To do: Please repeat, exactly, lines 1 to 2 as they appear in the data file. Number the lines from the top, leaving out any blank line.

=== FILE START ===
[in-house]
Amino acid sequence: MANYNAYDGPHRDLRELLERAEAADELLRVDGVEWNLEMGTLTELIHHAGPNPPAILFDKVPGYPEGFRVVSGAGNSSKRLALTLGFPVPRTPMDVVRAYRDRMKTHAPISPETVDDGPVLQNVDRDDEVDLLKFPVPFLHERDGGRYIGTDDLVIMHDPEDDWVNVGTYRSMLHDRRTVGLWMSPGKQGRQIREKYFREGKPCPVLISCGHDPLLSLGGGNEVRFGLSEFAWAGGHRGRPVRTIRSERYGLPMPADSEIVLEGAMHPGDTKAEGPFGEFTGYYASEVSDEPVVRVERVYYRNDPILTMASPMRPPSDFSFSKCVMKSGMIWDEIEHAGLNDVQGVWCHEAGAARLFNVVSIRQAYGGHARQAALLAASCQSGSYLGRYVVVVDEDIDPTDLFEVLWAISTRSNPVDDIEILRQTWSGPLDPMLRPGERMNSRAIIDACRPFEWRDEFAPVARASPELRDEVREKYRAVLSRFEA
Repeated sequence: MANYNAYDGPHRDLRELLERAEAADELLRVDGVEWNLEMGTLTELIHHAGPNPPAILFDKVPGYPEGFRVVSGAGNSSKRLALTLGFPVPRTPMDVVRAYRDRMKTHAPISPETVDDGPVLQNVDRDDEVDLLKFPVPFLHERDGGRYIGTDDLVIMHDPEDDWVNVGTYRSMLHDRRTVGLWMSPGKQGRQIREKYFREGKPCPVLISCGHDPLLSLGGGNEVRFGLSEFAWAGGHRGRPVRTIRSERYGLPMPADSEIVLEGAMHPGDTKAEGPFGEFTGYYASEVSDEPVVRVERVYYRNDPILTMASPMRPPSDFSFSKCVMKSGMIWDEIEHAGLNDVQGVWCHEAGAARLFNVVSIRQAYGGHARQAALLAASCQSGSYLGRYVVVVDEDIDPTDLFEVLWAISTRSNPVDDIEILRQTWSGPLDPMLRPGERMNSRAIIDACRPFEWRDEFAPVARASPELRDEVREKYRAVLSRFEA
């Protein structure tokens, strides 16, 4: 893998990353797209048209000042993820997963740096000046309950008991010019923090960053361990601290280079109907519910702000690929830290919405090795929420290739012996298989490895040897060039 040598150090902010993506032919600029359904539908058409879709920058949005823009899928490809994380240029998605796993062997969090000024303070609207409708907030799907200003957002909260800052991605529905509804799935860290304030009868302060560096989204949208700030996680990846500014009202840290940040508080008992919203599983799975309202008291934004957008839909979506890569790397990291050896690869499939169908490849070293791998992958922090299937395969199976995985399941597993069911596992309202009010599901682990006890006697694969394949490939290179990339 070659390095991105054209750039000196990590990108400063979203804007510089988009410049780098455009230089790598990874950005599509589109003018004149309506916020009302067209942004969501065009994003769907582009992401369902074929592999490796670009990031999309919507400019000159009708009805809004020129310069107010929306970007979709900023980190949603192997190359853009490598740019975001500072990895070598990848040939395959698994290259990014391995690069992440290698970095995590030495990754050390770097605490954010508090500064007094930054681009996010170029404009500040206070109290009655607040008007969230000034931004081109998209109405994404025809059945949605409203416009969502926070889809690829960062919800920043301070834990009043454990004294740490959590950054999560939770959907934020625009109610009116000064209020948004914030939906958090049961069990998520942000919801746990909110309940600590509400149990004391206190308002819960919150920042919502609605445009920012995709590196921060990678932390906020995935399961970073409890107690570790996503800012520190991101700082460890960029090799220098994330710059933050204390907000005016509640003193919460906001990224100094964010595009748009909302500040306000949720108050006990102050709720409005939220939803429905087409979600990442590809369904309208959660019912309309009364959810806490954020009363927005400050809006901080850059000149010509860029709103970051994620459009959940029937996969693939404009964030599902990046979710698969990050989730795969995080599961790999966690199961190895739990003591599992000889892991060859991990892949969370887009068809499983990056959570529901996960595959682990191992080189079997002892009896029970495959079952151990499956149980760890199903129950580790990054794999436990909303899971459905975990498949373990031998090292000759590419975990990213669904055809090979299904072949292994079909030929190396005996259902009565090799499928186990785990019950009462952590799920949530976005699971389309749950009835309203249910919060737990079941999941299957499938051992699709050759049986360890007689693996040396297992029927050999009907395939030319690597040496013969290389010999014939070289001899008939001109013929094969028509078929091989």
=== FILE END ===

[in-house]
Amino acid sequence: MANYNAYDGPHRDLRELLERAEAADELLRVDGVEWNLEMGTLTELIHHAGPNPPAILFDKVPGYPEGFRVVSGAGNSSKRLALTLGFPVPRTPMDVVRAYRDRMKTHAPISPETVDDGPVLQNVDRDDEVDLLKFPVPFLHERDGGRYIGTDDLVIMHDPEDDWVNVGTYRSMLHDRRTVGLWMSPGKQGRQIREKYFREGKPCPVLISCGHDPLLSLGGGNEVRFGLSEFAWAGGHRGRPVRTIRSERYGLPMPADSEIVLEGAMHPGDTKAEGPFGEFTGYYASEVSDEPVVRVERVYYRNDPILTMASPMRPPSDFSFSKCVMKSGMIWDEIEHAGLNDVQGVWCHEAGAARLFNVVSIRQAYGGHARQAALLAASCQSGSYLGRYVVVVDEDIDPTDLFEVLWAISTRSNPVDDIEILRQTWSGPLDPMLRPGERMNSRAIIDACRPFEWRDEFAPVARASPELRDEVREKYRAVLSRFEA